Born: March 5, 1881
The son of Moses and Sarah Litwak, Josef was born in Dolina, a town in southeastern Poland. Josef came from a religious Jewish family. When he was in his early twenties, he married Mina Schaerf from the nearby town of Vinnitsa just across the Polish border. The couple settled in the industrial city of Lvov, where Josef worked in the family-owned bank. Josef and Mina raised five children.
1933-39: The Litwaks' two youngest children, Fryda and Adela, had finished secondary school and were planning to attend university, but were unable to because the Polish government was enforcing quotas that limited Jewish admissions to the universities. On September 1, 1939, the Germans invaded Poland from the west, and the Soviets invaded from the east 16 days later, splitting the country in two. Lvov was in the Soviet sector.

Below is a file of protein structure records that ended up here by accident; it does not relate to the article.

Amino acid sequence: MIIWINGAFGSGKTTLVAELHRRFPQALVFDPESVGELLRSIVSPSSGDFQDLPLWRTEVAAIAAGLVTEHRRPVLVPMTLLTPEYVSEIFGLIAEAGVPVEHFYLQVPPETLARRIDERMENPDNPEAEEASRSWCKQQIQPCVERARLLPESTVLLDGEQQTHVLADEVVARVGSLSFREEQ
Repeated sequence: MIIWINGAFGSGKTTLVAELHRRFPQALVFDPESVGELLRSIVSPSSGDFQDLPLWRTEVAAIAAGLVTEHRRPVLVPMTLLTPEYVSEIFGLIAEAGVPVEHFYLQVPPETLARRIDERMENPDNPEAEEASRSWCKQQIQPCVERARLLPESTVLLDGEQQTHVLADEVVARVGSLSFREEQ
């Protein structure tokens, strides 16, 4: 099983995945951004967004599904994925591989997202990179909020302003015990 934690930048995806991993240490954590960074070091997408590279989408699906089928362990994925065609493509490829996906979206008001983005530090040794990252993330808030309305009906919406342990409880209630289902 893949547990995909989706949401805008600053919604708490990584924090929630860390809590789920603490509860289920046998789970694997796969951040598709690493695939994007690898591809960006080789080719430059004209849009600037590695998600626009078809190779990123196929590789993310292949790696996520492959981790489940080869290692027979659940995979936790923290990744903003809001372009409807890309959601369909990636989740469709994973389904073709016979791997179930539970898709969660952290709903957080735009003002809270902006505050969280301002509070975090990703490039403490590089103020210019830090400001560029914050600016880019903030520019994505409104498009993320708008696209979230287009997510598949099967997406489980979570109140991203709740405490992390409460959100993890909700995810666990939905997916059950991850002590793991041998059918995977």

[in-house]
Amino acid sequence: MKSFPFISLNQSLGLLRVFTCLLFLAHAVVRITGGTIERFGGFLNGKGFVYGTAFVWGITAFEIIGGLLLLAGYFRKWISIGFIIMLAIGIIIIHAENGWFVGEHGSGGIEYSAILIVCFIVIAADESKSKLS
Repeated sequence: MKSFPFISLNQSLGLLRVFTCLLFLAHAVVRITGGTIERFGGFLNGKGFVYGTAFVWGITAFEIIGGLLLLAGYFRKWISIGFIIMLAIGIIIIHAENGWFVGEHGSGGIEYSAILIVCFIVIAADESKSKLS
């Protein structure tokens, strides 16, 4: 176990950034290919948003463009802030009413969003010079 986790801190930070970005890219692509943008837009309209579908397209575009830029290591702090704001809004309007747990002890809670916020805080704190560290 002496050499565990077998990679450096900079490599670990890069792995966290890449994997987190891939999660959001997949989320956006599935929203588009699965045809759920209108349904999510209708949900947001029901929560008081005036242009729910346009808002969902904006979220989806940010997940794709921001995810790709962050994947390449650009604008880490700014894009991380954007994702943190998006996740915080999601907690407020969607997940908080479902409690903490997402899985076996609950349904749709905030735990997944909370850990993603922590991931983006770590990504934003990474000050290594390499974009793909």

1940-42: On June 30, 1941, eight days after Germany invaded the Soviet Union, German forces occupied Lvov. Towards the end of the year, most of Lvov's Jews were concentrated in a ghetto. Food in the ghetto was scarce, but Josef refused to eat anything that was not prepared according to Jewish dietary laws, and he became increasingly weaker. In late August 1942, during the biggest deportation roundup in the ghetto, the Germans came for Josef's wife, Mina. Josef insisted on going with her.
Josef and his wife were placed on a transport to the Belzec killing center. Josef died in Belzec. He was 61 years old.